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Improving Handwriting For Everyday Purposes - Getty-Dubay, Fred Eager, Palmer Method Or Spencerian?


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#1 Verdict

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Posted 12 July 2018 - 13:20

Hello everyone, I'm a newbie to the world of fountain pens and I'd like to start by improving my handwriting.  My job requires me to write a lot more than I expected so I'd like to make an effort to improve it.

 

There are times where I'll have a proper desk to work in, and other times where I won't, so practicality and adaptability is key. I won't be able to choose what type of paper I write with, so using fine inks or special nibs won't be appreciated, sadly.

 

I've bought a couple of Pilot V-Pens, disposable fountain pens, to get started. I've used these before and the ink doesn't bleed through the paper I encounter everyday and doesn't blob. 

 

Based on my research, the following books/methods seem to be popular for improving handwriting:

 

  • Write Now: The Complete Program For Better Handwriting by Barbara Getty and Inga Dubay
  • The Italic Way to Beautiful Handwriting: Cursive and Calligraphic by Fred Eager
  • The Palmer Method of Business Handwriting (is this the title of a book or just the system? Not sure.)
  • Spencerian Handwriting 

From what I know, Spencerian handwriting requires a proper desk to write on and requires proper form which I won't be able to execute properly on a daily basis. Eager's method seems to require specific nib sizes and I only have the V-pen to start with. 

 

My other concern is that I want to eventually develop my personal style of handwriting and not just replicate a single style letter for letter. I read somewhere that this is quite childish as adults will have incorporated their own character to their handwriting, even if it's based on an existing system.

 

Based on the above, what resource would you recommend to improve handwriting, or would you suggest something differently entirely?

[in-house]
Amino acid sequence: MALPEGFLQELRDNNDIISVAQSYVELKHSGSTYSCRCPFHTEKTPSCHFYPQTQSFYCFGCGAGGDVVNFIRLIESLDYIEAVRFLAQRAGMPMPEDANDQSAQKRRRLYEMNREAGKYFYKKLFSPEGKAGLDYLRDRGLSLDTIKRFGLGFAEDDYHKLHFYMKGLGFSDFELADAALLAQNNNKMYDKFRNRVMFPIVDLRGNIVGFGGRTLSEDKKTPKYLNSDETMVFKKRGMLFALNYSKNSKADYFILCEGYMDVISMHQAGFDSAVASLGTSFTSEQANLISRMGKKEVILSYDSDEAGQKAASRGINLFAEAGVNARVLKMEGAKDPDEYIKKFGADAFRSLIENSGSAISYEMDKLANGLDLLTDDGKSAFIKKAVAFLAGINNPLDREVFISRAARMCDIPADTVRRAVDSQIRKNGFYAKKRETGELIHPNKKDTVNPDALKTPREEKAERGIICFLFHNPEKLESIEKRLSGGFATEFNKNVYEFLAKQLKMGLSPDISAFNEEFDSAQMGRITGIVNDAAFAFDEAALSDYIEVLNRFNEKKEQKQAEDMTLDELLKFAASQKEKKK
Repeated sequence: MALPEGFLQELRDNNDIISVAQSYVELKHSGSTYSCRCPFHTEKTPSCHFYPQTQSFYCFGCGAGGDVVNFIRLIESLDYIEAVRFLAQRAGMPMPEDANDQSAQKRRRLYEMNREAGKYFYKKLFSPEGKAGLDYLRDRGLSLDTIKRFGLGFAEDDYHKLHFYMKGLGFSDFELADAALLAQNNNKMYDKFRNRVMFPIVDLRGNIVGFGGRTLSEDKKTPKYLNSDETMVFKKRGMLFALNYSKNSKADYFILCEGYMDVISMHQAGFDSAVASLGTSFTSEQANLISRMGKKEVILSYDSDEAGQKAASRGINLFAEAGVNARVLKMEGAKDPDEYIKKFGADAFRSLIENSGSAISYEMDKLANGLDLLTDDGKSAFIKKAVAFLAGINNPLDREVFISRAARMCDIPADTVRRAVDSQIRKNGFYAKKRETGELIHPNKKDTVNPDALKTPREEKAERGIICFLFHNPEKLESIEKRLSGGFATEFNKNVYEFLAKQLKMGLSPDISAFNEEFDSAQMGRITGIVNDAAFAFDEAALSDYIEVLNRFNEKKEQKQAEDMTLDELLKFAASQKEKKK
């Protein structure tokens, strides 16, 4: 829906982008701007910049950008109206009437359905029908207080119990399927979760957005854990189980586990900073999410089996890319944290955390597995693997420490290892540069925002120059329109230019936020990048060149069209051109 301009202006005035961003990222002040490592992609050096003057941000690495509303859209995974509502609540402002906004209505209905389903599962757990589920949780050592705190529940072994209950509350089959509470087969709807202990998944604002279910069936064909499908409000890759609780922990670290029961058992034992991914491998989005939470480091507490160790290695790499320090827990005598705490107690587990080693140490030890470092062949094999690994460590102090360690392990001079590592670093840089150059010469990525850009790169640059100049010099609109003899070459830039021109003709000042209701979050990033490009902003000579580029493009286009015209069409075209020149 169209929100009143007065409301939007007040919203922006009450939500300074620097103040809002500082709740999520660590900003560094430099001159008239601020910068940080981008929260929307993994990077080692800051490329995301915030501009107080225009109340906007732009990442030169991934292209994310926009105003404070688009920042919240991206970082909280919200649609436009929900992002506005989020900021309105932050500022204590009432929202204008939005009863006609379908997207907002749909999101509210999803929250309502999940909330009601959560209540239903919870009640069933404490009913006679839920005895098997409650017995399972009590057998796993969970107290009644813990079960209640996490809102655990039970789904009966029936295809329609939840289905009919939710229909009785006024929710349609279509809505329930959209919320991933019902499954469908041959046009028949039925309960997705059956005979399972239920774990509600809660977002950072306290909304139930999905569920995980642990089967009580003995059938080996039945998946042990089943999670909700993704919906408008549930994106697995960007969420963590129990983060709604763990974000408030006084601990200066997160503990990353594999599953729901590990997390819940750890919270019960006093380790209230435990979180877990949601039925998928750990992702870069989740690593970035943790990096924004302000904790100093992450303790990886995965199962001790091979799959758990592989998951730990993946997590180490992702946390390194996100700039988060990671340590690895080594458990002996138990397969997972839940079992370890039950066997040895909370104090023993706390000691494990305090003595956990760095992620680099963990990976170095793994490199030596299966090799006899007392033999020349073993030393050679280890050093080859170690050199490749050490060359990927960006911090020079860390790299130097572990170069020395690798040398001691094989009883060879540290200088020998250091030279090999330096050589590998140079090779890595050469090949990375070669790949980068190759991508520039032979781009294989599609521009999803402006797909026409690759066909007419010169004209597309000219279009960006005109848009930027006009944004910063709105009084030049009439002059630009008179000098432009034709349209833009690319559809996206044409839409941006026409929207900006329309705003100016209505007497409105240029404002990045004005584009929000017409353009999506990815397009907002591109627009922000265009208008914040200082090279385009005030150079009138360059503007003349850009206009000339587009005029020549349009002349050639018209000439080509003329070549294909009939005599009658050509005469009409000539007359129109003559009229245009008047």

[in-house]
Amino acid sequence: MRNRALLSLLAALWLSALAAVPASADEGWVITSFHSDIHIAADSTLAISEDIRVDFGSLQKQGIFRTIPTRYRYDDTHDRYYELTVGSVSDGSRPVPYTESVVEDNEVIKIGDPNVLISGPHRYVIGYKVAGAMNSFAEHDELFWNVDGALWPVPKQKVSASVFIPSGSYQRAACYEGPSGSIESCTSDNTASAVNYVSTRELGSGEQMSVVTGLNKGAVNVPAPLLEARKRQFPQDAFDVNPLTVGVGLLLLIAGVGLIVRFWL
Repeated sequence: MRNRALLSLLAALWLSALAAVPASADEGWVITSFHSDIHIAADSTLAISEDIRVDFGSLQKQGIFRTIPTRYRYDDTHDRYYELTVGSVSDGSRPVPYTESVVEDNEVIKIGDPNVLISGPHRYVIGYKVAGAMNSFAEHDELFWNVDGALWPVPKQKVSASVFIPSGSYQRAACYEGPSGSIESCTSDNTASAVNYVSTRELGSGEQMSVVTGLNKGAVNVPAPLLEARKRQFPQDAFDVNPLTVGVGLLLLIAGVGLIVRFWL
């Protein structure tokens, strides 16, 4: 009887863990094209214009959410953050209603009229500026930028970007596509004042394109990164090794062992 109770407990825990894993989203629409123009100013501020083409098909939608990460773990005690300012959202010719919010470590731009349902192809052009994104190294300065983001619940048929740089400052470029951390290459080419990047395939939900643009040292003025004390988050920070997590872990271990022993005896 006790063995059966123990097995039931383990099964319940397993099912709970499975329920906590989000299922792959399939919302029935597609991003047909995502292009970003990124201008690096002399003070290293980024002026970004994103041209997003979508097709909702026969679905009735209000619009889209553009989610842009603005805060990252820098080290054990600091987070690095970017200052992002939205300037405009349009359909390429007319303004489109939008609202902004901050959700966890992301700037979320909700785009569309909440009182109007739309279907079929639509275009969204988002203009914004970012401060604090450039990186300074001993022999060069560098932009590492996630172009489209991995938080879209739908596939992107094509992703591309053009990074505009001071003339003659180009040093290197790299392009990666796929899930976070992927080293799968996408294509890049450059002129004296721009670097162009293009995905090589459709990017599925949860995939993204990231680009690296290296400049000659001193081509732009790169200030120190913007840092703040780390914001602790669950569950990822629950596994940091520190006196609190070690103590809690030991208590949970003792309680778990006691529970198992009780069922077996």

I appreciate your help and look forward to reading your posts.  


Edited by Verdict, 12 July 2018 - 13:21.


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#2 PAKMAN

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Posted 12 July 2018 - 13:23

Write now worked for me.


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#3 putteringpenman

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Posted 12 July 2018 - 14:02

I have used both the Palmer Method and The Italic Way to Beautiful Handwriting: Cursive and Calligraphic. The Italic Way was not helpful for me especially for everyday writing. I am currently going through the Palmer Method and find it helpful for improving everyday handwriting. You can find the full book online here: is a slow calligraphy script so it's not very good for everyday writing, but your handwriting will look beautiful.

 

Anyway you go, the most important things for improving handwriting are to learn are good arm movement and keeping letter heights and widths consistent. The Palmer Method teaches those things as does many other methods like the Zanerian Manual. You'll probably want to try a few methods out pick the one you like the best.



#4 Verdict

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Posted 13 July 2018 - 13:01

Write now worked for me.

 

Thanks.

 

Does the book provide any sort of insights onto how to develop your own style of handwriting?



#5 Verdict

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Posted 13 July 2018 - 13:02

I have used both the Palmer Method and The Italic Way to Beautiful Handwriting: Cursive and Calligraphic. The Italic Way was not helpful for me especially for everyday writing. I am currently going through the Palmer Method and find it helpful for improving everyday handwriting. You can find the full book online here: is a slow calligraphy script so it's not very good for everyday writing, but your handwriting will look beautiful.

 

Anyway you go, the most important things for improving handwriting are to learn are good arm movement and keeping letter heights and widths consistent. The Palmer Method teaches those things as does many other methods like the Zanerian Manual. You'll probably want to try a few methods out pick the one you like the best.

 

Thanks for that. I've heard good things about Eager's book, but perhaps I'll give it a go when I'm ready for more decorative rather than practical writing. 



#6 knarflj

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Posted 16 July 2018 - 20:38

A personalized style of handwriting develops itself naturally as you become familiar and comfortable with whichever script you are learning.  Iow, once you get to stage where you don't have to think about letter formation, slant, etc., and can just think about what you're writing, your handwriting will start personalizing itself.  

 

As for which text to use, I would suggest choosing the script first.  If you love the script, you will practice it.  If you don't, you won't. :)